A safe yard is always important, but it’s especially important for someone with memory loss. The brain transformations that come with dementia can cause a person to wander, become fearful, get confused, or get lost. That’s why it’s important to assess your yard and perform necessary changes to make it secure and enjoyable for your loved one. Here are seven tips for making your yard safe for someone with memory loss.
1. Assess Walkways and Steps
To prevent tripping, you’ll need to fix walkways that have cracked pavement or uneven bricks. Consider replacing uneven stepping stones; they can be dangerous for someone with diminished balance. Be sure to keep pathways and steps free of garden hoses, snow, ice, moss, leaves, twigs, branches, and other tripping hazards. Also, move clutter such as bikes, balls, jump ropes, and other toys. Ensure that lighting is adequate, mark steps with glow-in-the-dark neon tape, and install handrails.
2. Install Fences
A fenced-in yard will give your loved one the freedom to enjoy being outdoors. Make sure the gates securely lock, and if you have a pool, enclose it with its own, separate, locked fence. If possible, avoid chain link fences, since some elderly people are still capable of climbing them. Also, try to avoid installing a fence with inward-facing brace beams, as these are also easy to scale. A farm fence with small openings is a good alternative. Make sure that the fence is at least six feet tall.
3. Eliminate Dangers in the Shed or Garage
Prevent access to heavy equipment such as lawnmowers, snow blowers, leaf blowers, or weed trimmers. Make sure that chainsaws, drills, and nail guns are securely locked up. Beware of seemingly harmless tools such as a rake: If your loved one steps on it, it could hit them in the face or impale their foot. Poisonous chemicals such as paint thinner, gasoline, or antifreeze should also be treated as safety hazards.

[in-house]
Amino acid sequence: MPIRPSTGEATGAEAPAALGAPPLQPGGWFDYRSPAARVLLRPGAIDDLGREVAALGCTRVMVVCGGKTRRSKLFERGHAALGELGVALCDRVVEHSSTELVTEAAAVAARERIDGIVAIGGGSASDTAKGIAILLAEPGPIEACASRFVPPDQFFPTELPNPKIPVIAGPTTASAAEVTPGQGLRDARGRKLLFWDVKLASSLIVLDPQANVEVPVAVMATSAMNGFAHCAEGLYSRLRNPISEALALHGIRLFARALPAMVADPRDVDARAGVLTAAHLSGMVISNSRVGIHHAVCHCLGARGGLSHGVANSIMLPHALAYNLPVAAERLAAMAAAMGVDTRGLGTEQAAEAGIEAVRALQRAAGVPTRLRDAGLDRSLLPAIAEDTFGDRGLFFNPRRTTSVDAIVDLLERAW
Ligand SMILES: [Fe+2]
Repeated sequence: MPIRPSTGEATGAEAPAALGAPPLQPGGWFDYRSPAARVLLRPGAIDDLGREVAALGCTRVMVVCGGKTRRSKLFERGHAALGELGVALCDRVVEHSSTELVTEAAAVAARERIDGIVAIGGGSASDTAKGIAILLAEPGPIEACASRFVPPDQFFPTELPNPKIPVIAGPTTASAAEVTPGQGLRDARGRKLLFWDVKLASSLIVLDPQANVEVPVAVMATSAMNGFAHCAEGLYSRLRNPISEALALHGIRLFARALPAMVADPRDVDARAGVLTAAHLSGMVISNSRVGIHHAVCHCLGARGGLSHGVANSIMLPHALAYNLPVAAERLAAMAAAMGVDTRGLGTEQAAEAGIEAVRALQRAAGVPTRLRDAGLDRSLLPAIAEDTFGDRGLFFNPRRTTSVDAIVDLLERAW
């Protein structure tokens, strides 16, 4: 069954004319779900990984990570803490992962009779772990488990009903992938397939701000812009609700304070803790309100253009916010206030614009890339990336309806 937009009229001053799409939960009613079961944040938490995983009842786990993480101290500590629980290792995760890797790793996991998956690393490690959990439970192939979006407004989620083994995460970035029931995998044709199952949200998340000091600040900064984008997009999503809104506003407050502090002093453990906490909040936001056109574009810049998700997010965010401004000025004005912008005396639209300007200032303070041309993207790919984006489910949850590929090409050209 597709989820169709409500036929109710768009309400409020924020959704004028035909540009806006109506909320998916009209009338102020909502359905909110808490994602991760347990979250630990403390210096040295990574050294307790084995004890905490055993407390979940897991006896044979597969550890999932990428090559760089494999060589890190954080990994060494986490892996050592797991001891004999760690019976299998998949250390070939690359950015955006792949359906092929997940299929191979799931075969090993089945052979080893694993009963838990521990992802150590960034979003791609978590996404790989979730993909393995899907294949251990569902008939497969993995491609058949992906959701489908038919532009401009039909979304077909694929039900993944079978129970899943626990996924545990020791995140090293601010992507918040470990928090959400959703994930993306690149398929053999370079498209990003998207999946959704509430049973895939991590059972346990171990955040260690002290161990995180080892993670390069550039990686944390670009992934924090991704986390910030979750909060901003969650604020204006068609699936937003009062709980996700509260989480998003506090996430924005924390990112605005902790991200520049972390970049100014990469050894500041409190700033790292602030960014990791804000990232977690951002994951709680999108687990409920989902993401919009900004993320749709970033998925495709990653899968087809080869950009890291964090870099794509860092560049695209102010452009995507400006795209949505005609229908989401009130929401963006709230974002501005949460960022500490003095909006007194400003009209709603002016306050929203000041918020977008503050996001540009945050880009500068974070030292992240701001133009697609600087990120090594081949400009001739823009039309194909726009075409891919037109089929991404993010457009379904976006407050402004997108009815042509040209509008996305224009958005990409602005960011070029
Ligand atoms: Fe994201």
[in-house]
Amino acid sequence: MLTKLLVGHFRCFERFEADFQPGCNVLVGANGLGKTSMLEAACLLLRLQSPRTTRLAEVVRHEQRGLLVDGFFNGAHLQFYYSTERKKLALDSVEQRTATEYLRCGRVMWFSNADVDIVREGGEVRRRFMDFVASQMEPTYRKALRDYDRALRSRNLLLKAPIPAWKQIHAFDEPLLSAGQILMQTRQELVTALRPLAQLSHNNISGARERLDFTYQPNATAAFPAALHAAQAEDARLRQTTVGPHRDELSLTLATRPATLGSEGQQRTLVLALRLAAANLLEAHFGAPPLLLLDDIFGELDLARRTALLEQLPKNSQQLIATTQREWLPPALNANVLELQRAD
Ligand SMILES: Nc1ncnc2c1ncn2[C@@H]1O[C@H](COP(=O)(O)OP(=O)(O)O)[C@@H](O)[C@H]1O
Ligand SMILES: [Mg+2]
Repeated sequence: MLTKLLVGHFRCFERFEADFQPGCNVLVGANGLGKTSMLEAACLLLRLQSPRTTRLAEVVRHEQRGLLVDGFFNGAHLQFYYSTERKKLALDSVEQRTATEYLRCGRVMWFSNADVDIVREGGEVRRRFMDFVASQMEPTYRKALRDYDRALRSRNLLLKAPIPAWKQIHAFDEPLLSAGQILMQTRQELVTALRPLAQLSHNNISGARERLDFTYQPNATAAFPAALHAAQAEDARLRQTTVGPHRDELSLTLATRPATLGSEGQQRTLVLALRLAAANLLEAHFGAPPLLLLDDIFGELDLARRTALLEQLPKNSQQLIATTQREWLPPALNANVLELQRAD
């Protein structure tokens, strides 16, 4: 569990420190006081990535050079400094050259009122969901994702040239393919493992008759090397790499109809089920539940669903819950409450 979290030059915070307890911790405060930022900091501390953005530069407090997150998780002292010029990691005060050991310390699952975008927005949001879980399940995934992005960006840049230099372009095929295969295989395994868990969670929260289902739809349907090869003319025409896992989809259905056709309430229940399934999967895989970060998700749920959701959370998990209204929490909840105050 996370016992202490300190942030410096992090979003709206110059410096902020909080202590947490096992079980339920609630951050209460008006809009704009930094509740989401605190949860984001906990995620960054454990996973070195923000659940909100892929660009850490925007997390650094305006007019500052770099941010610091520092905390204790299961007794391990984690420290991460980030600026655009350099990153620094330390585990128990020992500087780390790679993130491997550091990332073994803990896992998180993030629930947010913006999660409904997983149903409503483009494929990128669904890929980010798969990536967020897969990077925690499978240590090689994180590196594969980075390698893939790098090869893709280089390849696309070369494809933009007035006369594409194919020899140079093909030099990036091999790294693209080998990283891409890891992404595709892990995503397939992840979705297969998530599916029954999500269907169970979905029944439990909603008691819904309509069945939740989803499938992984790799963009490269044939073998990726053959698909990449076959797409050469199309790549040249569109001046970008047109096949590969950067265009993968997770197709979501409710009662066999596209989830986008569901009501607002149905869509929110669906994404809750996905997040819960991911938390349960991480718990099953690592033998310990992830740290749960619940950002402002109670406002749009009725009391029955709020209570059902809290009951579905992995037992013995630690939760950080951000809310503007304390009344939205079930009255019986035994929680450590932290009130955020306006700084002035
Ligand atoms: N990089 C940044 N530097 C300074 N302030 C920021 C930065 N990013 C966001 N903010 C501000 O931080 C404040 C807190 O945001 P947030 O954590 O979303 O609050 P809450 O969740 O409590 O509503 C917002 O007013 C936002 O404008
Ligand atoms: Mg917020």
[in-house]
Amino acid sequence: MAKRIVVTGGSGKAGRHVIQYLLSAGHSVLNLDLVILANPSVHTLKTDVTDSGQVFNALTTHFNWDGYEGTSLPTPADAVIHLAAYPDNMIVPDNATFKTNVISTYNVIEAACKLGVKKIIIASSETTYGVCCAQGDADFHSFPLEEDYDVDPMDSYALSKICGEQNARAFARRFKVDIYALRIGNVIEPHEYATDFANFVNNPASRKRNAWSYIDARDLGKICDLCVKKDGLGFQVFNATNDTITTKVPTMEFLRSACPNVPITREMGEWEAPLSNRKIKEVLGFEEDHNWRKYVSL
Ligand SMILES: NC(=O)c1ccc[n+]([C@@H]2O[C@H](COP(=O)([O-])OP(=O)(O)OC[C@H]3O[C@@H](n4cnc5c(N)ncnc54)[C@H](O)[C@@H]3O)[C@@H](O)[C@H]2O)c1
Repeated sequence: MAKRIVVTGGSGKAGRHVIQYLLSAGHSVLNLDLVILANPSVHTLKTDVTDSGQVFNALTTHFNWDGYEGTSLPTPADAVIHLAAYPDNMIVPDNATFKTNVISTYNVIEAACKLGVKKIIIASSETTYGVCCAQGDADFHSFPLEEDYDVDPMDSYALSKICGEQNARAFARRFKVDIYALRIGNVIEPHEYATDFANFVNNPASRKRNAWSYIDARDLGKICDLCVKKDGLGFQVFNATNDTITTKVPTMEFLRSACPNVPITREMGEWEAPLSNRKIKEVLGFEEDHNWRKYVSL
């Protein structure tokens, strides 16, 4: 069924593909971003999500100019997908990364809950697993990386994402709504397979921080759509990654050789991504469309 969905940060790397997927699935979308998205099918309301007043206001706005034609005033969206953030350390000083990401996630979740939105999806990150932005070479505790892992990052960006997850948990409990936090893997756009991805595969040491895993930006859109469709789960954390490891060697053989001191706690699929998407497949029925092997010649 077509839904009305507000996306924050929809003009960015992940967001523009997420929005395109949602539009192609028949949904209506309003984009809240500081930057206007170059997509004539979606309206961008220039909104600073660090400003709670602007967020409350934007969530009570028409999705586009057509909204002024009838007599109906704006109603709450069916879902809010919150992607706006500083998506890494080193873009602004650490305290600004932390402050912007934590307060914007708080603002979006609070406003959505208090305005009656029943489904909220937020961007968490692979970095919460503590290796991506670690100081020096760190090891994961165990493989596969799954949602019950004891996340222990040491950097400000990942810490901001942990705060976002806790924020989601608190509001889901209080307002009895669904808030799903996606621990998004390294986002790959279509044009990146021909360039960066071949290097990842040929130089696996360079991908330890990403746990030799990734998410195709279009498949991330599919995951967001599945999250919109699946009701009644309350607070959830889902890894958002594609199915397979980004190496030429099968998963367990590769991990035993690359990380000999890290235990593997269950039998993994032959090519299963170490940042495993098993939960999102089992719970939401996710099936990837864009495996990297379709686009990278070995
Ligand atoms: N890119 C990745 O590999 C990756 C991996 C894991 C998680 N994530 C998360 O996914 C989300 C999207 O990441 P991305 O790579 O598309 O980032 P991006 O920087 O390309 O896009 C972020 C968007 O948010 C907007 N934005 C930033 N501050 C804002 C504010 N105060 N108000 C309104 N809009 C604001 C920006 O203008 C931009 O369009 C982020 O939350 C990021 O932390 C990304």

4. Improve Outdoor Lighting
Since it’s easy for someone with memory loss to become confused, bright, effectively positioned lights can help them make sense of the yard. Install high wattages to make the yard extra visible. Inadequate lighting can produce shadows, which someone with memory loss may misconstrue as holes, monsters, thieves, or wild animals.
5. Trim Trees and Other Greenery
Although a person with memory loss may love being outdoors, they may not notice low-hanging branches, twigs, and leaves. These need to be regularly trimmed so that your loved one isn’t injured or poked by trees or bushes. Trimming back these plants also ensures that there’s no foliage for your loved one to get lost or stuck within.
6. Treat the Yard for Pests
For someone with memory loss, outdoor spaces should be as relaxing, safe, and calming as possible. However, exposure to mosquito, tick, and flea infestations, especially when the insects are on their body, can be terrifying for someone with dementia and can trigger symptoms such as hallucinations, delusions, and extreme fear. You can effectively protect your loved one by treating your yard for pests. Many pest control companies offer all-natural treatments that work quickly and effectively.
7. Check for Fire Hazards
Reduce fire hazards by securing flammable items such as gas tanks, propane tanks, kerosene, gasoline, and lighter fluid. Sometimes, people with memory loss may confuse an unsafe item for a safe one and touch or ingest it. Also, supervise any use of outdoor barbecues or grills.
Just like anyone else, people with memory loss can mentally and emotionally benefit from time spent outdoors in the yard. However, they need special accommodations in case they become confused, scared, or try to wander. With the seven suggestions listed above, your loved one will have a richer experience in your yard – and a safer one.